Massachusetts is already trending in the wrong direction in terms of migration. Since 2013, Massachusetts’ net population change levels have been trending downward; and in 2020 the Commonwealth realized its first net negative population change since 2004. Massachusetts lost an estimated 1,309 residents in 2020 but that figure grew to 37,497 by 2021. Much of that change is likely attributable to various changes brought on by the pandemic, including the expansion of remote work opportunities. However, Massachusetts’ struggle with migration precedes the pandemic.
The Bay State’s net migration levels generally mirror the downward trajectory of the net population change figures, but a closer look reveals that Massachusetts was experiencing net negative migration even before the pandemic began. The downward trend for net migration reached net negative levels in 2019, the first year since 2007.
Whether Massachusetts’ net migration figure is positive or negative primarily depends on the strength of net international migration. For 20 of the last 22 years, Massachusetts has seen net negative domestic migration. What this effectively means is that it is preferable to migrate to Massachusetts from abroad, but once a person lives there, it is preferable to move somewhere else. Between July 1, 2020 and July 1, 2021, an estimated 12,675 more people moved to the Bay State from abroad than left for foreign destinations. However, 46,187 more people left Massachusetts for other domestic locations than moved in from elsewhere in the United States. This should concern policymakers, but the figure that should be even more concerning is the net outmigration of adjusted gross income (AGI).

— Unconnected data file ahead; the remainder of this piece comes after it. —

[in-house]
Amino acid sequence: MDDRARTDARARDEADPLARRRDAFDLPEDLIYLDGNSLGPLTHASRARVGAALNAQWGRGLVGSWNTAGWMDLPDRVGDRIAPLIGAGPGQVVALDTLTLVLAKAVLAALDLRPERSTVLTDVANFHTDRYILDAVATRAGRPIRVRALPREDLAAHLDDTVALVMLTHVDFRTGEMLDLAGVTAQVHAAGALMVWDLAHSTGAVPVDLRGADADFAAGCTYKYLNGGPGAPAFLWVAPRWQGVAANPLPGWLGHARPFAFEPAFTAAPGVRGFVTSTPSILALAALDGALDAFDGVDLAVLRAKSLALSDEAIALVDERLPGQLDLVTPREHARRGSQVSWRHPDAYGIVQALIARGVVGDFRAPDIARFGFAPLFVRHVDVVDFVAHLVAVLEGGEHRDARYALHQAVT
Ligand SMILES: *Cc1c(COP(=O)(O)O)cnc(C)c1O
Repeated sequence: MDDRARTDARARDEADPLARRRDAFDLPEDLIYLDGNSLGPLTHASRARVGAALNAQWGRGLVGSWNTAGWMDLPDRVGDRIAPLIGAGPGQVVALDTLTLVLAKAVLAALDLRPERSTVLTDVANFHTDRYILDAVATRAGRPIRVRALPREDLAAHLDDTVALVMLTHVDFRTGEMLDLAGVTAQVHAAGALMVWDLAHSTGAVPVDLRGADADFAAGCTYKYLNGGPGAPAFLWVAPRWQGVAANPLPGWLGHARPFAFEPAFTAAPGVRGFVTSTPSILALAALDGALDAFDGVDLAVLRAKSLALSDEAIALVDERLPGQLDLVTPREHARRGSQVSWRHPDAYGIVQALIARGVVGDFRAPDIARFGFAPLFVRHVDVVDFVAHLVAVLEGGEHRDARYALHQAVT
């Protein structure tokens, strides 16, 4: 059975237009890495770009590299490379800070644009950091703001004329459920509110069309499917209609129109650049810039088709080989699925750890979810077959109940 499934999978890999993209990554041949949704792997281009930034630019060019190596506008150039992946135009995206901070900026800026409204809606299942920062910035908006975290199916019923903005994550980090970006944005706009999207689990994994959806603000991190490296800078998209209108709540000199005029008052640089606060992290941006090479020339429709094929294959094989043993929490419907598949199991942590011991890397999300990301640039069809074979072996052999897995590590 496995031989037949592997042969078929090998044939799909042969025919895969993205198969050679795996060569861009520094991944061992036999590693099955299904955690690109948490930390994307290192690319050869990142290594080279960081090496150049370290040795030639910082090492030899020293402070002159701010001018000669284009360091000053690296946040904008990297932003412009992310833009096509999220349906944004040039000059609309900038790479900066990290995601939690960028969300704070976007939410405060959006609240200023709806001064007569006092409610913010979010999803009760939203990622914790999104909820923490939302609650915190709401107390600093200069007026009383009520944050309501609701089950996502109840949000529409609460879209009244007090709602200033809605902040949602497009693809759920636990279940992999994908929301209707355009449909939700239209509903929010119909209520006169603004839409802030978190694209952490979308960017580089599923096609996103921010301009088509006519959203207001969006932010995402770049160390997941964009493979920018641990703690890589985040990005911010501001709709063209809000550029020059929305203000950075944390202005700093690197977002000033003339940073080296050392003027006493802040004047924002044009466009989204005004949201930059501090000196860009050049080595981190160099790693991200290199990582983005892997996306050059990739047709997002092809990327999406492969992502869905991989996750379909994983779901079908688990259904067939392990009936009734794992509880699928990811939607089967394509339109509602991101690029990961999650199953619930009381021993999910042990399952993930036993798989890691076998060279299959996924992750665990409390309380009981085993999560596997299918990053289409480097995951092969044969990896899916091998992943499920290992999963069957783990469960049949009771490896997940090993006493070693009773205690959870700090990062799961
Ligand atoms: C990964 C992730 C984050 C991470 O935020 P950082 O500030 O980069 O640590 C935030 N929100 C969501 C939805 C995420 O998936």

U.S. households that earn upward of $200,000 a year can have a significant impact when they move between states, despite their relatively small numbers, according to a recent analysis by SmartAsset. In 2020, these tax filers comprised 6.8% of total tax returns filed across the 50 States and the District of Columbia.
High-earning households’ influence is so great because a state that loses more of them than it gains in a given year may experience a decline in tax revenues and its fiscal situation may worsen.
As part of its analysis, SmartAsset identified the states with the most movement of high-earning households. Researchers examined the inflow and outflow of tax filers making at least $200,000 in each state and the District of Columbia between 2019 and 2020.
Among the 17 states where population declined over the year, losses were greatest in New York (-1.58%), Illinois (-0.89%), Hawaii (-0.71%) and California (-0.66%). Losses in these states were driven by people moving away.
Four states experienced population declines because more people moved out than in, and more people died than were born: Massachusetts, Mississippi, Michigan, and New Mexico. The data does not separate deaths related to COVID-19 from others.
Aside from states with declines, population grew slower over the year than over the 2010-20 period in 19 states. Among them, Washington, Colorado, and Oregon experienced the biggest slowdown in growth compared with their decade-long pace.
After Idaho and Utah, population grew the fastest in Montana (1.66%), Arizona (1.37%), South Carolina (1.17%), Delaware (1.16%), and Texas (1.06%). Gains in each came mostly from new residents moving into the state.
Fourteen states grew more quickly than their 10-year paces. Idaho, Montana, Maine and New Hampshire sped up the most.
Nationwide, gains from international migration exceeded gains from the natural increase in 2021. It was the first time that newcomers from other countries contributed more to population growth than gains from births in a given year, according to the U.S. Census Bureau.
Author(s): Joanna Biernacka-Lievestro & Alexandre Fall
The Internal Revenue Service this week released more troubling data for New York, with the federal agency showing more high-earning taxpayers leaving the state.